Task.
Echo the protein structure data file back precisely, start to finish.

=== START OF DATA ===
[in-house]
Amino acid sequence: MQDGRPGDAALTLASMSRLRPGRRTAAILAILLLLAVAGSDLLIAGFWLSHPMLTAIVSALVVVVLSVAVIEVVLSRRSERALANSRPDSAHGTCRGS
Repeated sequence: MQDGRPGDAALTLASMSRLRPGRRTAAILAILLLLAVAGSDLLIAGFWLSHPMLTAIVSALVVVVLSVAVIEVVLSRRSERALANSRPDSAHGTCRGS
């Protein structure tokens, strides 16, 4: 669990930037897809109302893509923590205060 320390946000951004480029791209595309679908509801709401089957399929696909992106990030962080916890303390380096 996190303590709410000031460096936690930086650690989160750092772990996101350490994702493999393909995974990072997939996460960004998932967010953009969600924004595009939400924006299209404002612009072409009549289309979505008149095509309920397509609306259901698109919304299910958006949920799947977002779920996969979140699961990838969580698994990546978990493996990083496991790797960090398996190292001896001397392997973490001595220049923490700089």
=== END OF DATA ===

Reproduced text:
[in-house]
Amino acid sequence: MQDGRPGDAALTLASMSRLRPGRRTAAILAILLLLAVAGSDLLIAGFWLSHPMLTAIVSALVVVVLSVAVIEVVLSRRSERALANSRPDSAHGTCRGS
Repeated sequence: MQDGRPGDAALTLASMSRLRPGRRTAAILAILLLLAVAGSDLLIAGFWLSHPMLTAIVSALVVVVLSVAVIEVVLSRRSERALANSRPDSAHGTCRGS
């Protein structure tokens, strides 16, 4: 669990930037897809109302893509923590205060 320390946000951004480029791209595309679908509801709401089957399929696909992106990030962080916890303390380096 996190303590709410000031460096936690930086650690989160750092772990996101350490994702493999393909995974990072997939996460960004998932967010953009969600924004595009939400924006299209404002612009072409009549289309979505008149095509309920397509609306259901698109919304299910958006949920799947977002779920996969979140699961990838969580698994990546978990493996990083496991790797960090398996190292001896001397392997973490001595220049923490700089």